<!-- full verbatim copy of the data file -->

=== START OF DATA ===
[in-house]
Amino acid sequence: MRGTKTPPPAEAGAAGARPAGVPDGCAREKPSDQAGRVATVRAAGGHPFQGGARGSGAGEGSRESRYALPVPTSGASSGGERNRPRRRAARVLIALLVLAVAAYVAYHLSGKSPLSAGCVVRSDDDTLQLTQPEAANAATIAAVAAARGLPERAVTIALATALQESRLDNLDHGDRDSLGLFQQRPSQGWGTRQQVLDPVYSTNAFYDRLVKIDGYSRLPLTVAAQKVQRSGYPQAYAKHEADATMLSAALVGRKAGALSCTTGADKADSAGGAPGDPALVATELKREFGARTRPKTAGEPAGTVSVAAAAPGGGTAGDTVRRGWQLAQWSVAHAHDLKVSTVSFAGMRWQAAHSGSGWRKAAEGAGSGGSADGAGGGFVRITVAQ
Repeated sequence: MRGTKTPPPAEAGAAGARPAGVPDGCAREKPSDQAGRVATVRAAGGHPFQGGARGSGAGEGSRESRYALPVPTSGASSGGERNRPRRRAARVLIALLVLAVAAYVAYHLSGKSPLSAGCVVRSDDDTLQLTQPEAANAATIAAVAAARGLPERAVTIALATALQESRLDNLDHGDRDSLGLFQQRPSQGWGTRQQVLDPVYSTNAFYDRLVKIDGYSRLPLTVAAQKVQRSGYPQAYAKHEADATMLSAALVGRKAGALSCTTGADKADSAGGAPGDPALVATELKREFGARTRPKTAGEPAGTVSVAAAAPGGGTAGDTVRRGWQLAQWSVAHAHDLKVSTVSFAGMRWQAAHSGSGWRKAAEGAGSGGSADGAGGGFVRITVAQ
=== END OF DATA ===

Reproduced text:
[in-house]
Amino acid sequence: MRGTKTPPPAEAGAAGARPAGVPDGCAREKPSDQAGRVATVRAAGGHPFQGGARGSGAGEGSRESRYALPVPTSGASSGGERNRPRRRAARVLIALLVLAVAAYVAYHLSGKSPLSAGCVVRSDDDTLQLTQPEAANAATIAAVAAARGLPERAVTIALATALQESRLDNLDHGDRDSLGLFQQRPSQGWGTRQQVLDPVYSTNAFYDRLVKIDGYSRLPLTVAAQKVQRSGYPQAYAKHEADATMLSAALVGRKAGALSCTTGADKADSAGGAPGDPALVATELKREFGARTRPKTAGEPAGTVSVAAAAPGGGTAGDTVRRGWQLAQWSVAHAHDLKVSTVSFAGMRWQAAHSGSGWRKAAEGAGSGGSADGAGGGFVRITVAQ
Repeated sequence: MRGTKTPPPAEAGAAGARPAGVPDGCAREKPSDQAGRVATVRAAGGHPFQGGARGSGAGEGSRESRYALPVPTSGASSGGERNRPRRRAARVLIALLVLAVAAYVAYHLSGKSPLSAGCVVRSDDDTLQLTQPEAANAATIAAVAAARGLPERAVTIALATALQESRLDNLDHGDRDSLGLFQQRPSQGWGTRQQVLDPVYSTNAFYDRLVKIDGYSRLPLTVAAQKVQRSGYPQAYAKHEADATMLSAALVGRKAGALSCTTGADKADSAGGAPGDPALVATELKREFGARTRPKTAGEPAGTVSVAAAAPGGGTAGDTVRRGWQLAQWSVAHAHDLKVSTVSFAGMRWQAAHSGSGWRKAAEGAGSGGSADGAGGGFVRITVAQ